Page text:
Is there anything more cozy than the aroma of baking bread? No matter if it is wheat, sourdough, white or whatever your favorite, that wonderful scent of rising yeast and browning crust makes my mouth water. I really love sneaking the end piece as soon as the bread can be sliced, crusty and crackling. Just let the sweet, creamy butter melt into the warm, freshly baked slice, and yum! I recently baked a loaf of my favorite bread and I’ll share that recipe in a few days.
In the novel Bread Alone, bread making is at the heart of the story. The protagonist, Wynter Morrison is the perfect trophy wife, ideal hostess, cultivator of social networks to benefit her husband. Seven years of marriage, and it is all out the window when her husband announces he needs some time apart. She decides to visit her best friend in Seattle for a few days to think. Returning home she finds she is locked out of her home, with her possessions on the porch. She goes back to Seattle, deciding to make the divorce process last as long as possible. Maybe he will come to his senses and take her back. She spends hours drinking coffee in a bakery, remembering an apprenticeship in France when she was younger, and those bread making lessons, or were they life lessons? She is offered a job baking bread and she accepts. She comes to understand she isn’t the trophy wife, really never was, but she doesn’t know what she really wants.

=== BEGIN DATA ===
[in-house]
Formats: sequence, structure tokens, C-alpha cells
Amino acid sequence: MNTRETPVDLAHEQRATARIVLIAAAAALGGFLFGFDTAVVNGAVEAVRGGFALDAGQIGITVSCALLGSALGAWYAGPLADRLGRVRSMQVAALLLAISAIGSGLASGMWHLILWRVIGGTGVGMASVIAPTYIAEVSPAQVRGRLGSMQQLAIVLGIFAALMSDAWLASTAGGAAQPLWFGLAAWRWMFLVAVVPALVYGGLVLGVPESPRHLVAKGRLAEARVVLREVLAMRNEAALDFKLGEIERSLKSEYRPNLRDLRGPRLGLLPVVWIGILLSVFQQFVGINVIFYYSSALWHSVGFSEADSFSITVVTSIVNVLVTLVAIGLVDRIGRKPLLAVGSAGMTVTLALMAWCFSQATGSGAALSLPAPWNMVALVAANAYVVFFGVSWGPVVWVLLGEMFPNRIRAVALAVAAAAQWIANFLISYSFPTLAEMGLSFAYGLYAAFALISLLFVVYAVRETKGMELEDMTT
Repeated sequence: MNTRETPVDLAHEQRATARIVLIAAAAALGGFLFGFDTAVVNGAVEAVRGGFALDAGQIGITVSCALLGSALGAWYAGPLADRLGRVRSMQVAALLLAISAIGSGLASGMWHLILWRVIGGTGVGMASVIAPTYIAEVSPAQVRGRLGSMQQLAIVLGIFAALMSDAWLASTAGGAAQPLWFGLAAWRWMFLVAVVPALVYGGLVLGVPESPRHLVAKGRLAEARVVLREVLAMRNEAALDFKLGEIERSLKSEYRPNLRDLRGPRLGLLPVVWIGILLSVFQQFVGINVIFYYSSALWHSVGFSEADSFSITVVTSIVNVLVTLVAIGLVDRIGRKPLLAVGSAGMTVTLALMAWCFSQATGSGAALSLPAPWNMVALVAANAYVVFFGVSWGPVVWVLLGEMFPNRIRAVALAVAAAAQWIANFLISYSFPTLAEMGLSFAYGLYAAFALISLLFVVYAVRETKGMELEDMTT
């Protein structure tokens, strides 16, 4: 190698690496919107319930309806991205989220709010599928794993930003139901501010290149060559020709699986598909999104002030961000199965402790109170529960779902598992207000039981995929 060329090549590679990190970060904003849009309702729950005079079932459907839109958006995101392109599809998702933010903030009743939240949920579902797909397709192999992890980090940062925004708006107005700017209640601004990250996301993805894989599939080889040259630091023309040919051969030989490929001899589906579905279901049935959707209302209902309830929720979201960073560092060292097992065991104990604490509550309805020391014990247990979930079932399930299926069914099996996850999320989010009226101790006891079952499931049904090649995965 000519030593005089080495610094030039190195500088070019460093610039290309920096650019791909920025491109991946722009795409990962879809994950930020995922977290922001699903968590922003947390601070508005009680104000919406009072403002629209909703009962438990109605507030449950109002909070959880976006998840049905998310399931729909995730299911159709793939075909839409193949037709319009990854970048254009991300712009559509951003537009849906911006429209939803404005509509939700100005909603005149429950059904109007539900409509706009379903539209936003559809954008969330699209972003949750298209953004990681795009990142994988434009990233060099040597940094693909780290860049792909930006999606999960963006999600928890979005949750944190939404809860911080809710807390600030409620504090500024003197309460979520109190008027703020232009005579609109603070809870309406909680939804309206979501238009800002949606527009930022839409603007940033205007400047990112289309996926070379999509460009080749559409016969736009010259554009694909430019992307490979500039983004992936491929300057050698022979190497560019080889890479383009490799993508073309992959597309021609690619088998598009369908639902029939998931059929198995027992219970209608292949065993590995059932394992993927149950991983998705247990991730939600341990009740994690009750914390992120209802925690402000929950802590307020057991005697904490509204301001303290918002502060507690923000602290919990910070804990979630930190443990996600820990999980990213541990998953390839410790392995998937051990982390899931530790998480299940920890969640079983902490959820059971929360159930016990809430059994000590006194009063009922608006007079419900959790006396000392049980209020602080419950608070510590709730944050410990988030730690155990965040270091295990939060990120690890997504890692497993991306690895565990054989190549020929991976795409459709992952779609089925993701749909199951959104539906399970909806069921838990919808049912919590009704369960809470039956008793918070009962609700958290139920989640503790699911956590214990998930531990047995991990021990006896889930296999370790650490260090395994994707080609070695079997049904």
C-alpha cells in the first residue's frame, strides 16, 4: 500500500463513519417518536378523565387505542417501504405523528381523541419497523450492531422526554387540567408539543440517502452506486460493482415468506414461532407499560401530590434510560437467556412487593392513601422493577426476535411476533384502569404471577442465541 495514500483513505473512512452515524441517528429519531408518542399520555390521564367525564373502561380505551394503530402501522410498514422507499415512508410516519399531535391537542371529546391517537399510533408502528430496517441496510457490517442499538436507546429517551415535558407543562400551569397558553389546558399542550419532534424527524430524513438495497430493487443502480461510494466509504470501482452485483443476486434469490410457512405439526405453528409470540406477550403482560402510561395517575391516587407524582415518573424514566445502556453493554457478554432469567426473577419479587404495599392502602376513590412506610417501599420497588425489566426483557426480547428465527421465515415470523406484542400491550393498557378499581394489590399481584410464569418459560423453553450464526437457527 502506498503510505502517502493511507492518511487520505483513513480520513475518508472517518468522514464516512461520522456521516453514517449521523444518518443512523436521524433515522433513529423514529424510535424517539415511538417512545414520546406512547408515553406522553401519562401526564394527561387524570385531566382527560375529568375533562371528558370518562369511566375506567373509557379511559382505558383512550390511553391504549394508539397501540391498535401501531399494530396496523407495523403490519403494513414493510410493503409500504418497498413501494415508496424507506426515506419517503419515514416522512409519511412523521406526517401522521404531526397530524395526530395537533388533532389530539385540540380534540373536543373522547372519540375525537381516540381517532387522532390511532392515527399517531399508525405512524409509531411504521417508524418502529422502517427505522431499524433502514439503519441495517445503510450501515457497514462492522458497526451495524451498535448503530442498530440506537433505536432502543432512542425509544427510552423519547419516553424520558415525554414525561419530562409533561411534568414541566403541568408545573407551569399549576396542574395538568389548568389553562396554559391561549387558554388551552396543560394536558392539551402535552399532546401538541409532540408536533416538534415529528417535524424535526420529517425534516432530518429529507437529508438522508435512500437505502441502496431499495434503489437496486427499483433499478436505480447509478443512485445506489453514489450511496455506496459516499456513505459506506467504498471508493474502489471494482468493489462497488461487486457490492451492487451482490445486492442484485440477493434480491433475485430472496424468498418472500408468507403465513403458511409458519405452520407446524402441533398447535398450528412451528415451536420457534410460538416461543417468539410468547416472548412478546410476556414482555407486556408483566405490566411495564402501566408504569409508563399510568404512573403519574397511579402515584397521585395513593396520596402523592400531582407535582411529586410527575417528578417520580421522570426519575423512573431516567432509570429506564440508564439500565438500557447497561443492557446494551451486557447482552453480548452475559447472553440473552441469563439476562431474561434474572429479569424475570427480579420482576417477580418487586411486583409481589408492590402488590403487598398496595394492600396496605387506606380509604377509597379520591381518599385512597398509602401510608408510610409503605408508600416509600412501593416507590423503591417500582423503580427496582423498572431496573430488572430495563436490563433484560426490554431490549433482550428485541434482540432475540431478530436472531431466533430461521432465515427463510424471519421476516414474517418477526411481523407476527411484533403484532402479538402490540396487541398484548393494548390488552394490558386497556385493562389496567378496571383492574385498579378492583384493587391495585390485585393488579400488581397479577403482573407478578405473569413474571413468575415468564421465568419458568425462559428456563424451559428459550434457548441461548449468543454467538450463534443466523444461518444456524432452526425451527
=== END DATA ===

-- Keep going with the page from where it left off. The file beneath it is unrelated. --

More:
One of the more memorable quotes from the book is one about the bread we all ate as children. The protagonist, Wyn, says this “Grocery store bread. Wonder Bread. Remember that? The stuff we ate when we were kids. It was white—a brilliantly unreal white—and it had the mouth feel of a damp sponge. When you took a bite, it left an imprint of your teeth suitable for post mortem identification.” I laughed out loud at that one, so true! Ms. Hendricks has her own blog, and has published her white bread recipe there – White Bread with Attitude.
The novel is beautifully written, with lovely reminiscences of a bakery in France. The journey to discover what is truly important to her takes the entire novel. Along the way are a few recipes for bread, nicely integrated into the story, along with tips on baking perfect loaves. I enjoyed this book, and I look forward to reading the sequel, Baker’s Apprentice.